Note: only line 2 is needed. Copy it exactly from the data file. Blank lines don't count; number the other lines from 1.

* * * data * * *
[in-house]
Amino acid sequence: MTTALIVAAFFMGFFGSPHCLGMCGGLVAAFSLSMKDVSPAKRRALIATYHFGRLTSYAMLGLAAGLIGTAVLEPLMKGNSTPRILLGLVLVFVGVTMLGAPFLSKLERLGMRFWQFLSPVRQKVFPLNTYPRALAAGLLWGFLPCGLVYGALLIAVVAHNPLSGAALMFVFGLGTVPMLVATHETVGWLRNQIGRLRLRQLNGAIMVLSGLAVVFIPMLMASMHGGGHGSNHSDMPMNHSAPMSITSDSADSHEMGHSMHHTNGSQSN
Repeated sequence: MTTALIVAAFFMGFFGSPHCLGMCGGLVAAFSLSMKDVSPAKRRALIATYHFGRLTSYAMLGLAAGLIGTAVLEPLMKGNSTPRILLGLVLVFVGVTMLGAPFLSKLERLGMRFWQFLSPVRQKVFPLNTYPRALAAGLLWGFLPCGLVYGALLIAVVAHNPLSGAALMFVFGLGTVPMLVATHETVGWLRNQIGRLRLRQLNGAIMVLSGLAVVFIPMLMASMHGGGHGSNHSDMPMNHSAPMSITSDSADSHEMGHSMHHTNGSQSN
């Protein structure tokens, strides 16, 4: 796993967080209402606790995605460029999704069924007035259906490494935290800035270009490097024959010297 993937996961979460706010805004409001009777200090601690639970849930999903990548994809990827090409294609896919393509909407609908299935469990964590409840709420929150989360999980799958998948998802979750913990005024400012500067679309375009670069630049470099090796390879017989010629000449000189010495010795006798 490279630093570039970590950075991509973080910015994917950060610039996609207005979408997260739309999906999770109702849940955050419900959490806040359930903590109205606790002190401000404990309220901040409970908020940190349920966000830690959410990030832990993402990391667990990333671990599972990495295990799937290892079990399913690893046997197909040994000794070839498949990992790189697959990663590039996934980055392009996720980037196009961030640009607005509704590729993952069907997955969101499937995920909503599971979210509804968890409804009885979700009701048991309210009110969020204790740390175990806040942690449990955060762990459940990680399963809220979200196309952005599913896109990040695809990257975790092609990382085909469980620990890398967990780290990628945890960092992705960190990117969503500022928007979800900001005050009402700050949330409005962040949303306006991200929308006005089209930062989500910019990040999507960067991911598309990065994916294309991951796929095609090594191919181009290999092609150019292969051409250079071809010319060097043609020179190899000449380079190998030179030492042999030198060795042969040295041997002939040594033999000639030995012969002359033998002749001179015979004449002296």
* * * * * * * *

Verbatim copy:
Amino acid sequence: MTTALIVAAFFMGFFGSPHCLGMCGGLVAAFSLSMKDVSPAKRRALIATYHFGRLTSYAMLGLAAGLIGTAVLEPLMKGNSTPRILLGLVLVFVGVTMLGAPFLSKLERLGMRFWQFLSPVRQKVFPLNTYPRALAAGLLWGFLPCGLVYGALLIAVVAHNPLSGAALMFVFGLGTVPMLVATHETVGWLRNQIGRLRLRQLNGAIMVLSGLAVVFIPMLMASMHGGGHGSNHSDMPMNHSAPMSITSDSADSHEMGHSMHHTNGSQSN